The Great Lakes: fresh water seas

(noon. – promoted by ek hornbeck)

They say the best way to protect something is to personalize it.  So please, meet the Great Lakes…


The environment of the Great Lakes region is blessed with huge forests and wilderness areas, rich agricultural land, hundreds of tributaries and thousands of smaller lakes, and extensive mineral deposits. The region’s glacial history and the tremendous influence of the lakes themselves create unique conditions that support a wealth of biological diversity, including more than 130 rare species and ecosystems.

The environment supports a world-class fishery and a variety of wildlife, such as white-tailed deer, beaver, muskrat, weasel, fox, black bear, bobcat, moose and other furbearing animals. Bird populations thrive on the various terrains, some migrating south in the winter, others making permanent homes. An estimated 180 species of fish are native to the Great Lakes, including small- and large-mouth bass, muskellunge, northern pike, lake herring, whitefish, walleye and lake trout. Rare species making their home in the Great Lakes region include the world’s last known population of the white catspaw pearly mussel, the copper redhorse fish and the Kirtland’s warbler.

The region’s sand dunes, coastal marshes, rocky shorelines, lakeplain prairies, savannas, forests, fens, wetlands and other landscapes contain features that are either unique or best represented withink the Great Lakes basin. For example, the world’s largest freshwater dunes line the shores of Lake Michigan.

Over the course of history, many types of pollution have inflicted and been reduced in the region, yet significant challenges remain. These range from threats to divert water out of the Great Lakes basin to the introduction of nonindigenous invasive species and airborne toxics into the basin. Protection of water quality and sustainable development remain long-term goals.  Link

Unless otherwise specified, all pictures are courtesy of: SeaWiFS Project, NASA/FSFC, and GeoEye

Fast Facts on the Great Lakes


6 quadrillion gallons of fresh water; one-fifth of the world’s fresh surface water (only the polar ice caps and Lake Baikal in Siberia contain more); 95 percent of the U.S. supply. Spread evenly across the continental U.S., the Great Lakes would submerge the country under about 9.5 feet of water.


More than 94,000 square miles/244,000 square kilometres of water (larger than the states of New York, New Jersey, Connecticut, Rhode Island, Massachusetts, Vermont, and New Hampshire combined, or about 23 percent of the province of Ontario). About 295,000 square miles/767,000 square kilometres in the watershed (the area where all the rivers and streams drain into the lakes).


United States and Canada — 10,900 mi/17,549 km (including connecting channels, mainland and islands). The Great Lakes shoreline is equal to almost 44 percent of the circumference of the earth, and Michigan’s Great Lakes coast totals 3,288 mi/5,294 km, more coastline than any state but Alaska.

References: Great Lakes Basin brochure, 1990, Michigan Sea Grant

This is summer


This is winter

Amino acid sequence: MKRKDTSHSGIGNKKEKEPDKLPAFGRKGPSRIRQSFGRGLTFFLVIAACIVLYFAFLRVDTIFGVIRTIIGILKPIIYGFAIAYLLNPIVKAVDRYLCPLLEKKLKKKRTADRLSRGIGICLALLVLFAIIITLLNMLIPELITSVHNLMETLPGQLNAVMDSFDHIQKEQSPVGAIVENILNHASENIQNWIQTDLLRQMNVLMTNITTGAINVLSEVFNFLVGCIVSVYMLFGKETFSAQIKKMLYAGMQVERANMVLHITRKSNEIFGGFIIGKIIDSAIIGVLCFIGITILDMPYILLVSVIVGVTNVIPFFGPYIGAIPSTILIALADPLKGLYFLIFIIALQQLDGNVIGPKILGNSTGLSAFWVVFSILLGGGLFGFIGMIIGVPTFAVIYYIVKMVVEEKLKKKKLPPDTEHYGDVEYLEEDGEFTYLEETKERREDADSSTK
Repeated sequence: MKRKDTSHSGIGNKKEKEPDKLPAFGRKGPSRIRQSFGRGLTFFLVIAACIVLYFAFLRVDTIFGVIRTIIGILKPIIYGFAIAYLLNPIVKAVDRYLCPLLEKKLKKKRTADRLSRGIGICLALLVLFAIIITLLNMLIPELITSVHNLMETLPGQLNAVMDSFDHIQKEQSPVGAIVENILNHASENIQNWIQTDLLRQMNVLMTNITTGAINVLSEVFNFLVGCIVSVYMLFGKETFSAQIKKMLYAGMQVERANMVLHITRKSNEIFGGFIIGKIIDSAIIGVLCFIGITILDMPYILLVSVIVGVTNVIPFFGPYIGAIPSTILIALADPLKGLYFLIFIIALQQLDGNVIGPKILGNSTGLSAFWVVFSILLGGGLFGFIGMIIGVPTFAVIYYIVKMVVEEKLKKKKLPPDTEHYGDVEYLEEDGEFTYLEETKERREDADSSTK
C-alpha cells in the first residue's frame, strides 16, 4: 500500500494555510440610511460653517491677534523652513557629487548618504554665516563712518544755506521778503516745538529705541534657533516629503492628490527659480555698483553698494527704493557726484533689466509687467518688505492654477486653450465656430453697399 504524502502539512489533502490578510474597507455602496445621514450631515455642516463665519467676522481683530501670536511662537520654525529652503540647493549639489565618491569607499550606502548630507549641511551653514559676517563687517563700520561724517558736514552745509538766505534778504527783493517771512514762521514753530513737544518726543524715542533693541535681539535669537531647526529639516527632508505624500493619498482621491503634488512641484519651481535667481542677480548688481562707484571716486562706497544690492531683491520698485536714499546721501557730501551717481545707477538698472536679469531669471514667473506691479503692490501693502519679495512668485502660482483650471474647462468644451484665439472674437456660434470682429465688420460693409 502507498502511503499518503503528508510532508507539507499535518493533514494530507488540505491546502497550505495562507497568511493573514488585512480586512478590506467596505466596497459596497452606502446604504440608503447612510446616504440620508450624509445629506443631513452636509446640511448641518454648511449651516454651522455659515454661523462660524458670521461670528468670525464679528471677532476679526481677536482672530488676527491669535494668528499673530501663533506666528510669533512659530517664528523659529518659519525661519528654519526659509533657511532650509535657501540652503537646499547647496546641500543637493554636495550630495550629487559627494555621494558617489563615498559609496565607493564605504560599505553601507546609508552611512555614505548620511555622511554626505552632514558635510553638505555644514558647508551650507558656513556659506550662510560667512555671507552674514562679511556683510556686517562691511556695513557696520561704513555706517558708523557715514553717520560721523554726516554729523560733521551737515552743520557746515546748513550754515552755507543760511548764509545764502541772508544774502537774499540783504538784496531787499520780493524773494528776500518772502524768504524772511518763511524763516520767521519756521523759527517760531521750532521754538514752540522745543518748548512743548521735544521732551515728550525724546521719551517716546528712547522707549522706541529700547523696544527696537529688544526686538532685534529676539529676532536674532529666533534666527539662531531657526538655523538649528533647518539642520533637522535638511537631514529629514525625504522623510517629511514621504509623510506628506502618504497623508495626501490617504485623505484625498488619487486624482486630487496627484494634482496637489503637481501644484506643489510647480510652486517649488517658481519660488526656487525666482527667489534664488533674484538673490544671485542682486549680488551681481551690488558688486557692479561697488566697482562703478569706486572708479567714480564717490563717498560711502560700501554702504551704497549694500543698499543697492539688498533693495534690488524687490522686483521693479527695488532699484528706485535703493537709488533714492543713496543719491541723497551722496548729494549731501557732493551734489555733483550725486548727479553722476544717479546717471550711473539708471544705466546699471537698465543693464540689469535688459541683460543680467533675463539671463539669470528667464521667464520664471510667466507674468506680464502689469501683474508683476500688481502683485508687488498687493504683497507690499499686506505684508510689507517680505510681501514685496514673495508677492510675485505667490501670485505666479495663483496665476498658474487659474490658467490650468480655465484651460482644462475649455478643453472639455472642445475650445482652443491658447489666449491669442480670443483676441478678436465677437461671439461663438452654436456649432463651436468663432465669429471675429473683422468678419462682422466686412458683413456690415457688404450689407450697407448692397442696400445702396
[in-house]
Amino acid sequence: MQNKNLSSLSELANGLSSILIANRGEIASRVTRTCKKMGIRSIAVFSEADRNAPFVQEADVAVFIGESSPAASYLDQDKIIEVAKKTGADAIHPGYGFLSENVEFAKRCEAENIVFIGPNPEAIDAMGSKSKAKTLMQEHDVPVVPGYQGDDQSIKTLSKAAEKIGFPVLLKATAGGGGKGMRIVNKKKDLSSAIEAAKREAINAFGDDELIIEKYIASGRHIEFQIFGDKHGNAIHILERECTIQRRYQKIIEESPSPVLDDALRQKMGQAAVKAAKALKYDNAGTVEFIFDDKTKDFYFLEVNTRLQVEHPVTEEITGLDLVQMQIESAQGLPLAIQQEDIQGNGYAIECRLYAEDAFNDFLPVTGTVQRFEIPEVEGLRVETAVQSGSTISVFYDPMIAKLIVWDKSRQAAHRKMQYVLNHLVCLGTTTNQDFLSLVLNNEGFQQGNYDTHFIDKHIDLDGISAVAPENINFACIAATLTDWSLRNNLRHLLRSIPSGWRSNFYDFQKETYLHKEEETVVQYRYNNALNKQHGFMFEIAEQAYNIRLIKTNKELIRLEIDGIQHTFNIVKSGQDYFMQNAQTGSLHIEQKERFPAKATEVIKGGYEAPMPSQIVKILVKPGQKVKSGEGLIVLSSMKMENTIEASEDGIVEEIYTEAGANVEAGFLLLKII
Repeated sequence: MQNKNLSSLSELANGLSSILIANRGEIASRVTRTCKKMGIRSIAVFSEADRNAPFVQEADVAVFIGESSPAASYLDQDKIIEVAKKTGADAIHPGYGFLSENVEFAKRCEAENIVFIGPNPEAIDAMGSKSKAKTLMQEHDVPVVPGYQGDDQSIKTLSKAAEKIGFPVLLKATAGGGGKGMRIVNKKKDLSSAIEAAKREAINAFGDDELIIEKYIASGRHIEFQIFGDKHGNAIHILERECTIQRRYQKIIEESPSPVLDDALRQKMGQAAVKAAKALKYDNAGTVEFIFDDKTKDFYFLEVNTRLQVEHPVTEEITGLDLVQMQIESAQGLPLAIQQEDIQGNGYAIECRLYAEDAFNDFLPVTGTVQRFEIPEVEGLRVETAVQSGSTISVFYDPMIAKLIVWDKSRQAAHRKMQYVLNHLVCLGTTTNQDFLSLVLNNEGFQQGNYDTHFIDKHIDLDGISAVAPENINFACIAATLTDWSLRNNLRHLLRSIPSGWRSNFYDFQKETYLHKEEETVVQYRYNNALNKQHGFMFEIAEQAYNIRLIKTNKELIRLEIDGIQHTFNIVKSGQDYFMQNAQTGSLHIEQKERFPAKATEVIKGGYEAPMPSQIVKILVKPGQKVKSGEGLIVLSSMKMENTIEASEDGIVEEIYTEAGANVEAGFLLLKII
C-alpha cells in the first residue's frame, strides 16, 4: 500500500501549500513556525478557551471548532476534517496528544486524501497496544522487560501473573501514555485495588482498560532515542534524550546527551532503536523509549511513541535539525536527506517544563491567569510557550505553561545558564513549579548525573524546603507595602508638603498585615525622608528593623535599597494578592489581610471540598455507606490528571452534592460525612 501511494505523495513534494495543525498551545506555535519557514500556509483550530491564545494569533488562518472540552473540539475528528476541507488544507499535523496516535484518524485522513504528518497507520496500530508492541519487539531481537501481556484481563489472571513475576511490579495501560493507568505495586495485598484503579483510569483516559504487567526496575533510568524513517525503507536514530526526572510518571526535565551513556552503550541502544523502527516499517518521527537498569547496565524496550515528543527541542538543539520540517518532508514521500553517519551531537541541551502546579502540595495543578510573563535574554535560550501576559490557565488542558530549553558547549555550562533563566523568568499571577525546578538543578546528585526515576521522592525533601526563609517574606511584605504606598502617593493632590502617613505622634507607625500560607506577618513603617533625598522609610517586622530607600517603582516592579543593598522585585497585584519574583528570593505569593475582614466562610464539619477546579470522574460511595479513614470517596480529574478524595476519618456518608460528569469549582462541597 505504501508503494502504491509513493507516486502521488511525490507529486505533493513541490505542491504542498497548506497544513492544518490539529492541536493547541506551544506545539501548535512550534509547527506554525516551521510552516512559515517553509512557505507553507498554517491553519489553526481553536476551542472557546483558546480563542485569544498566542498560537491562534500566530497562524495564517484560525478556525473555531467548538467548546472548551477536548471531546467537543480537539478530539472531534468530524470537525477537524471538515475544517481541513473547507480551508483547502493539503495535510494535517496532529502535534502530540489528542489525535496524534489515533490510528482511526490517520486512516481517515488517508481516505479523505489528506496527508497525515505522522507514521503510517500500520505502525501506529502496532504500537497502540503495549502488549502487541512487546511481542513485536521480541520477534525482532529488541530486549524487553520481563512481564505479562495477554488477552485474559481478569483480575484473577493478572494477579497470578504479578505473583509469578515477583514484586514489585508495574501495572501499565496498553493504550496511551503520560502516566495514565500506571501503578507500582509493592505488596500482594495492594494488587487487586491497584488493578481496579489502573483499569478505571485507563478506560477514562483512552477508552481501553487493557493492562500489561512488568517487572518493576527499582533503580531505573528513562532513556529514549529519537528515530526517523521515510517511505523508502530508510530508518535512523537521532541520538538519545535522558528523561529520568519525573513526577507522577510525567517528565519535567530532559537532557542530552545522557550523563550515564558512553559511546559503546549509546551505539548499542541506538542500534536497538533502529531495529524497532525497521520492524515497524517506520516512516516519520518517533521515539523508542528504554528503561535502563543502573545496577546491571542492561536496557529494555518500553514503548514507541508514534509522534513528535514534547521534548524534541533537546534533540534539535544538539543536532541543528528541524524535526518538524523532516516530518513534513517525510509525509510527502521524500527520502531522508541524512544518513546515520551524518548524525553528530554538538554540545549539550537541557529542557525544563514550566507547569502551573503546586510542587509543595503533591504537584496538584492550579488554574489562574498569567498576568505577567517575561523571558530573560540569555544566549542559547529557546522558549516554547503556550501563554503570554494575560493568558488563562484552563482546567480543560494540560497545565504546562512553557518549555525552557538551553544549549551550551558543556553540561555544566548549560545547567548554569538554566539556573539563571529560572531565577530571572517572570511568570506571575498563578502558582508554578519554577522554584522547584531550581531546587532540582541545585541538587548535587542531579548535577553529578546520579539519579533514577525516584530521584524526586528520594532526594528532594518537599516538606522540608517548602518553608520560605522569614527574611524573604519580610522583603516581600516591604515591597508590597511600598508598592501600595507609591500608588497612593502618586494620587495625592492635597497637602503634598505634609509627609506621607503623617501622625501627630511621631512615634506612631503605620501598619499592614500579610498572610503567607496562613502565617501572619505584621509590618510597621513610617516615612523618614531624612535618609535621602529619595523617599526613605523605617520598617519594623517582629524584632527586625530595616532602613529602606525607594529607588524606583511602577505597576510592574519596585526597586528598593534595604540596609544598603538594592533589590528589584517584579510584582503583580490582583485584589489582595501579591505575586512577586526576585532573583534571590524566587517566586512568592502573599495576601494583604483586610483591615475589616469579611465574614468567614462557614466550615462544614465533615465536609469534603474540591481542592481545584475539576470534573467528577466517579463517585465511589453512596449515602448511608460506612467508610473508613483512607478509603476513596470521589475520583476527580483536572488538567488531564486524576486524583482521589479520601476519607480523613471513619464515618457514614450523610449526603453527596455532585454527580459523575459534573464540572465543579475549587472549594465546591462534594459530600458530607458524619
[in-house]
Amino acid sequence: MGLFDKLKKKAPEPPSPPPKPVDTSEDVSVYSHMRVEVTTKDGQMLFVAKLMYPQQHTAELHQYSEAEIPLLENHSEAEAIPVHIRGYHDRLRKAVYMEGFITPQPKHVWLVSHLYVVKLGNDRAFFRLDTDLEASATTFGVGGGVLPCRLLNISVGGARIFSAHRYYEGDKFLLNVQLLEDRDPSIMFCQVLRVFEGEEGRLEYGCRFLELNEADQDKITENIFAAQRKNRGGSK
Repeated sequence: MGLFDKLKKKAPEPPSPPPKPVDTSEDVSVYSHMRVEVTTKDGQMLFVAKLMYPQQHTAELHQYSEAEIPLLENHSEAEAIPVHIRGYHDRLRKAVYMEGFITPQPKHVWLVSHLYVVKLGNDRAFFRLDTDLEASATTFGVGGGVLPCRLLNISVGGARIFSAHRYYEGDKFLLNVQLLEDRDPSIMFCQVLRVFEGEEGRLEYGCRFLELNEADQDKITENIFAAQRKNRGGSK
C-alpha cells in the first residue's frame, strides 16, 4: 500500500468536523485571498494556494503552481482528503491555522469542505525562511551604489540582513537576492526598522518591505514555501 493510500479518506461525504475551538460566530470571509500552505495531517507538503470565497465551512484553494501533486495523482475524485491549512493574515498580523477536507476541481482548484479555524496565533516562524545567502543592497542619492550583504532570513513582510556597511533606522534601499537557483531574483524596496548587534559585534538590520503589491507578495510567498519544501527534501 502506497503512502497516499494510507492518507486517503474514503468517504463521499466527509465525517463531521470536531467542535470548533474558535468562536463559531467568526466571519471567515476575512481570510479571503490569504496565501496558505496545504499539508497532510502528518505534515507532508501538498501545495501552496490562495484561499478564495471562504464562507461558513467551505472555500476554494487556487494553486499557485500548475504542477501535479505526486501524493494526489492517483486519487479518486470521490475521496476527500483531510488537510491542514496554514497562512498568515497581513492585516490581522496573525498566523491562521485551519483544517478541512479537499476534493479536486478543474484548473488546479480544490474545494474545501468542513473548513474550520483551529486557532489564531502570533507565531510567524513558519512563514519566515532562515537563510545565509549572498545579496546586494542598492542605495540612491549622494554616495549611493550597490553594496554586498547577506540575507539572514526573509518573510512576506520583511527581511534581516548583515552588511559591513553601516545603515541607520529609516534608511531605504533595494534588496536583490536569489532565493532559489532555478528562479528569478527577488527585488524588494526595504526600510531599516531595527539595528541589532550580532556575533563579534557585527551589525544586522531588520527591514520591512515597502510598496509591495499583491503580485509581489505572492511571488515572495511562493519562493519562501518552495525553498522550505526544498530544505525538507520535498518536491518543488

Which is why we need this  


to do this:

Mackinaw leading freighter Edgar B. Speer down the St. Mary’s River on January 22, 2004, courtesy of USCG


The season for commercial shipping through the St Lawrence Seaway generally extends from late March to late December.

The Great Lakes St. Lawrence Seaway System is a deep draft waterway extending 3,700 km (2,340 miles) from the Atlantic Ocean to the head of the Great Lakes, in the heart of North America. The St. Lawrence Seaway portion of the System extends from Montreal to mid-Lake Erie. Ranked as one of the outstanding engineering feats of the twentieth century, the St. Lawrence Seaway includes 13 Canadian and 2 U.S. locks.

This engineering feat has single handedly degraded the quality of the Great Lakes water system by introducing foreign species into the lakes through ballast water discharges by the ships using the seaway.  

U.S. EPA administrator Stephen Johnson and a bipartisan coalition of Midwestern lawmakers and officials approved a 15-year strategy to restore the Great Lakes on Monday. But the Bush administration says it won’t fund the plan, which may cost up to $20 billion. The strategy to pull the lakes back from imminent ecological collapse involves revamping disintegrating municipal sewer systems, clearing out invasive species, decontaminating severely polluted toxic hotspots, and more.


Skip to comment form

    • dkmich on August 30, 2008 at 23:54

    for George W. Bush to get the hell out of office.  

  1. I installed a satellite dish under a “speaker rock” (a fake rock that a speaker can fit under) on the beach in Ludington on the 12th. It was a beautiful day. Alot like this one (not mine).

    • Alma on August 31, 2008 at 03:15

    If there weren’t houses in the way, I’d see Lake Erie everytime I backed out of my drive.

  2. Winter sucks!

  3. …a genuinely engaging diary.  Glad to see it frontpaged!

  4. …because he’s already suggested raiding Colorado’s water. It doesn’t take a lot of imagination to guess what he’d like to do with the Great Lakes water.

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